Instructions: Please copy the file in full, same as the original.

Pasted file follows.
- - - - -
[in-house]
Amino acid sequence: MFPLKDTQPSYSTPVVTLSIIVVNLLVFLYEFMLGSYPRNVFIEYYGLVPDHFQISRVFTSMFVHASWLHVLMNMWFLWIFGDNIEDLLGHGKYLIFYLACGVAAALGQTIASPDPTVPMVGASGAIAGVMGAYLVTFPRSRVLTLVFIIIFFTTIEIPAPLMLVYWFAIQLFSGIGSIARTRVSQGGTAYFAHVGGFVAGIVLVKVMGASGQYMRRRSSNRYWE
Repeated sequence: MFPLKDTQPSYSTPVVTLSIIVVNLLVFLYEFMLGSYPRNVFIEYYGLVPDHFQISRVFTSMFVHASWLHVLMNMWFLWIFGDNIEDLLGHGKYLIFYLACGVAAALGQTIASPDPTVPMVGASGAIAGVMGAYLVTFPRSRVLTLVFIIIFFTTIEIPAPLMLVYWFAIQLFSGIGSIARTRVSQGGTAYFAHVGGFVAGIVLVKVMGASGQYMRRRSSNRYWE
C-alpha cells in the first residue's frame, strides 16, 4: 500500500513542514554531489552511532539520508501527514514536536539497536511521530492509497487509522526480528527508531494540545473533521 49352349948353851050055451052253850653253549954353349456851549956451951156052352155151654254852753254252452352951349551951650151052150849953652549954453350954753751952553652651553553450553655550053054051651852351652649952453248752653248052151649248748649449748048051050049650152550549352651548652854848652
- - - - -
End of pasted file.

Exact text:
[in-house]
Amino acid sequence: MFPLKDTQPSYSTPVVTLSIIVVNLLVFLYEFMLGSYPRNVFIEYYGLVPDHFQISRVFTSMFVHASWLHVLMNMWFLWIFGDNIEDLLGHGKYLIFYLACGVAAALGQTIASPDPTVPMVGASGAIAGVMGAYLVTFPRSRVLTLVFIIIFFTTIEIPAPLMLVYWFAIQLFSGIGSIARTRVSQGGTAYFAHVGGFVAGIVLVKVMGASGQYMRRRSSNRYWE
Repeated sequence: MFPLKDTQPSYSTPVVTLSIIVVNLLVFLYEFMLGSYPRNVFIEYYGLVPDHFQISRVFTSMFVHASWLHVLMNMWFLWIFGDNIEDLLGHGKYLIFYLACGVAAALGQTIASPDPTVPMVGASGAIAGVMGAYLVTFPRSRVLTLVFIIIFFTTIEIPAPLMLVYWFAIQLFSGIGSIARTRVSQGGTAYFAHVGGFVAGIVLVKVMGASGQYMRRRSSNRYWE
C-alpha cells in the first residue's frame, strides 16, 4: 500500500513542514554531489552511532539520508501527514514536536539497536511521530492509497487509522526480528527508531494540545473533521 49352349948353851050055451052253850653253549954353349456851549956451951156052352155151654254852753254252452352951349551951650151052150849953652549954453350954753751952553652651553553450553655550053054051651852351652649952453248752653248052151649248748649449748048051050049650152550549352651548652854848652